Living conditions in Europe - material deprivation and economic strain


Data extracted in November 2017

No planned update

Highlights


In 2016, almost two thirds (65.2 %) of people living in EU households composed of single persons with dependent children were unable to face unexpected financial expenses.

More than one in five people in the EU at risk of poverty was unable to afford a meal with meat, fish or a vegetarian equivalent every second day.

Inability to afford a meal with meat, fish or vegetarian equivalent every second day, 2016
(%)
Source: Eurostat (ilc_mdes03)


This article is part of a set of statistical articles that forms Eurostat’s flagship publication, Living conditions in Europe - 2018 edition. Each article helps provide a comprehensive and up-to-date summary of living conditions in Europe, presenting some key results from the European Union’s (EU’s) statistics on income and living conditions (EU-SILC), which is conducted across EU Member States, EFTA and candidate countries. This is the second edition of the publication: it was initially released as a paper only publication in 2015 (cat. no. KS-DZ-14-001).

Full article

Policy context

The EU promotes smart, sustainable and inclusive growth to improve its competitiveness and productivity, underpinning its social market economy. However, the Europe 2020 strategy cannot be monitored solely through traditional macroeconomic measures: rather, a range of socio-economic aspects are also taken into account.

In recent years, Eurostat has invested considerable resources in developing a set of indicators that are designed to reach Beyond GDP, thereby providing a more inclusive analysis of economic, social and environmental aspects of progress. Indeed, economic indicators such as gross domestic product (GDP) were never designed to be comprehensive measures of prosperity and well-being. With this in mind a range of indicators have been developed which help to provide information to address global challenges for the 21st century — poverty, the quality of life, health, climate change or resource depletion.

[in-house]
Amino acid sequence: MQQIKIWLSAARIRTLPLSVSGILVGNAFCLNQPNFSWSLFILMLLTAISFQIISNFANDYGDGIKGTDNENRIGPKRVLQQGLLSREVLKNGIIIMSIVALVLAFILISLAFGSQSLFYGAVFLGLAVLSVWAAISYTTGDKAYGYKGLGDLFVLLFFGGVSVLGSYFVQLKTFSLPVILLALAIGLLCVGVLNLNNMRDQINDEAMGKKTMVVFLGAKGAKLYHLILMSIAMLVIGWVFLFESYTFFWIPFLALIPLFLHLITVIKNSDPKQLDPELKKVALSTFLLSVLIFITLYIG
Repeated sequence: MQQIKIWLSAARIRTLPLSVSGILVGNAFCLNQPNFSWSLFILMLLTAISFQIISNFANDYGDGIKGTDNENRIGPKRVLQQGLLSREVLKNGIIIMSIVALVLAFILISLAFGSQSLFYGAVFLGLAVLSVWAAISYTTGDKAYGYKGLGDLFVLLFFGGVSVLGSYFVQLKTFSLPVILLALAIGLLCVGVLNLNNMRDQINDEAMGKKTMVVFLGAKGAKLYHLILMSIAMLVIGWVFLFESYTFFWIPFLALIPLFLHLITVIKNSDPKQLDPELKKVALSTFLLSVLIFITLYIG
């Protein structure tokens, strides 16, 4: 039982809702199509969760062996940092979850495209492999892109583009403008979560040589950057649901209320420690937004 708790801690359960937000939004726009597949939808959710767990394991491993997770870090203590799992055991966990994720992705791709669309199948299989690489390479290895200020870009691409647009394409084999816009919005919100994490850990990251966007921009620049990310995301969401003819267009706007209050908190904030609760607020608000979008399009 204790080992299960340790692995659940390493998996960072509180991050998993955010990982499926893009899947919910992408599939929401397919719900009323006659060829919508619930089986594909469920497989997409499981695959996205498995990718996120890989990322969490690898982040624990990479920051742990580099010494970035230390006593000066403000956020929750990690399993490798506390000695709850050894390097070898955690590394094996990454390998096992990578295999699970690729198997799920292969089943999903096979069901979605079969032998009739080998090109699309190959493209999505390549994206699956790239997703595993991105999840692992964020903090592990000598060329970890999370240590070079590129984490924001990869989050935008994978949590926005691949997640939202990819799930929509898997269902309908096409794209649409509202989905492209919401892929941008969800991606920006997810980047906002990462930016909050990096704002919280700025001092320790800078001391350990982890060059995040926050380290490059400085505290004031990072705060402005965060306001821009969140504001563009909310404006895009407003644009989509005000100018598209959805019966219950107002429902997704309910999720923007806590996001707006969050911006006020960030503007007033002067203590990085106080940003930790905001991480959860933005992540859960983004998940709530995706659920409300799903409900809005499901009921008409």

Key findings

Material deprivation, defined as the inability to afford a set of predefined material items that are considered by most people to be desirable or even necessary to lead an adequate quality of life, is a concept that may be used to complement a relative analysis of monetary poverty by providing information on absolute poverty.

In 2016, close to one sixth (15.7 %) of the EU-28 population could not afford three or more out of nine standard deprivation items — 8.2 % of the population could not afford three items, while 7.5 % could not afford four or more items (severe material deprivation).

A more detailed analysis for the individual items that are used to determine material deprivation reveals, for instance, that among those at risk of poverty in the EU-28 in 2016, some 21.3 % were also unable to afford a decent meal every second day, while almost two thirds (65.2 %) of those living in single person households with dependent children were unable to face unexpected financial expenses.

Material deprivation